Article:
I love her and the series 1) because she is the first Muslim American female superhero and gives insights into her culture and family life, often providing a bit of comedic irony; 2) she’s such a relateable teen that she’s trying to pursue her goals, have a life, be responsible and a good kid, but also wants to be more, do more, offer her talents in a direct way to help others even when adults say she can’t or shouldn’t; 3) the humor and fun! There are sightings of other Avengers, famous villains, and other Easter eggs all interacting with her life and best friends to create excitement and delight — this is basically the best of the best in how it’s executed, what you’d always want in a comic! Lastly, the art! It’s easy to follow, bright, and provides fun scenarios that don’t always play out in the action but provide a behind-the-scenes feel to Kamala’s powers.

51YHqA2w0SL._SX314_BO1,204,203,200_Second favorite series: Batgirl

Batgirl goes to college and Barbara Gordon finds drama, friends who might be allies, and plenty of conspiracies to discover and thwart. I love Babs Tarr’s illustrations as they’re fun and capture the freshness of youth in her new surroundings.

 

 

 

Stand-alone book: Nimona by Noelle Stevenson

In a modern science/medieval mashup, Nimona is a unique character filled with spunk, unpredictability, and teen angst. She’s a shapeshifter with rage issues who applies to be the new sidekick to local villain Ballister Blackheart. Blackheart had been somewhat content in his role to be a bad villain in name and not action (he doesn’t kill people and is horrified when Nimona suggests it). When he signs up Nimona, she wrecks havoc that spurs harsher retaliation from Blackheart’s archenemy, Ambrosius Goldenloin. Suddenly, Blackheart’s villainy becomes more active and the Institute (officially the Institution of Law Enforcement and Heroics) instructs Goldenloin to kill Nimona, especially after she uncovers Institute secrets, that it’s using substances that it has outlawed and could harm the public. Blackheart and Nimona must expose their deeds and hopefully find the justice they deserve.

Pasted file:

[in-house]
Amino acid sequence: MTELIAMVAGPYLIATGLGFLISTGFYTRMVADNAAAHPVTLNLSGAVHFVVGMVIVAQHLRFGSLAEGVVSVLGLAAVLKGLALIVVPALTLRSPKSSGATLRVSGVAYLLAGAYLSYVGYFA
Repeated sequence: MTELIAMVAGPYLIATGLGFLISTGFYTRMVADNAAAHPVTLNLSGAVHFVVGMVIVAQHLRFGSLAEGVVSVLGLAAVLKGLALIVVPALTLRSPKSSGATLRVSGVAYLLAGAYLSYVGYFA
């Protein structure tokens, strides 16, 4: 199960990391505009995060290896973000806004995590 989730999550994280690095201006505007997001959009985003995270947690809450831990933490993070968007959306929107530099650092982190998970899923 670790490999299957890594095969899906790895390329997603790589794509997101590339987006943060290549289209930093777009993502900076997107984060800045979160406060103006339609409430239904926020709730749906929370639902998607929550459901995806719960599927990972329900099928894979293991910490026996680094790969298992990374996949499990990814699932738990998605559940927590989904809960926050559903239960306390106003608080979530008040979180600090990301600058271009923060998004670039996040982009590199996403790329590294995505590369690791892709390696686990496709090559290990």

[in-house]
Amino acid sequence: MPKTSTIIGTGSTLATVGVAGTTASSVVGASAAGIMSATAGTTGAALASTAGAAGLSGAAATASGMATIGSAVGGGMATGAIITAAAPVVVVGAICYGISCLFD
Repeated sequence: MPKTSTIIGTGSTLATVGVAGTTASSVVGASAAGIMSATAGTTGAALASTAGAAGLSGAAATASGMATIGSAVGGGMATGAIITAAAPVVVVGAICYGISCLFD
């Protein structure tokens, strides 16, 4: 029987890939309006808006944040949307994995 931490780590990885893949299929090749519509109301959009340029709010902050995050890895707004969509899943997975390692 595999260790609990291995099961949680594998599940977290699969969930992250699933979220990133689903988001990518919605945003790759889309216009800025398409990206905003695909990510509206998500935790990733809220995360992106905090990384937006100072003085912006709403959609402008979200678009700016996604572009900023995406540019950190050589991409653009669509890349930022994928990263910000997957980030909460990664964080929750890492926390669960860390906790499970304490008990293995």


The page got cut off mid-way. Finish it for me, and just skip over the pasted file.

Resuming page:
Subversive tropes, unusual illustration, and amusing situational irony mark this gem of a graphic novel that is both a quick read and fun for all readers. Good especially for upper elementary looking for crossover appeal into YA.

I really liked these, especially as I hadn’t been much into graphic novels before. Now I really want to read Lumberjanes, anything by the Tamakis, and classics like Maus, Persepolis, and other award winning titles! I plan to start a new Spider-Woman one soonish.

(Note: I will say I tried Squirrel Girl, and I just couldn’t do it. Well, reading is subjective. XD)

Do you have any favorites I should try?

 

 
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Posted by on August 9, 2016 in Graphic novels, Young Adult/Teen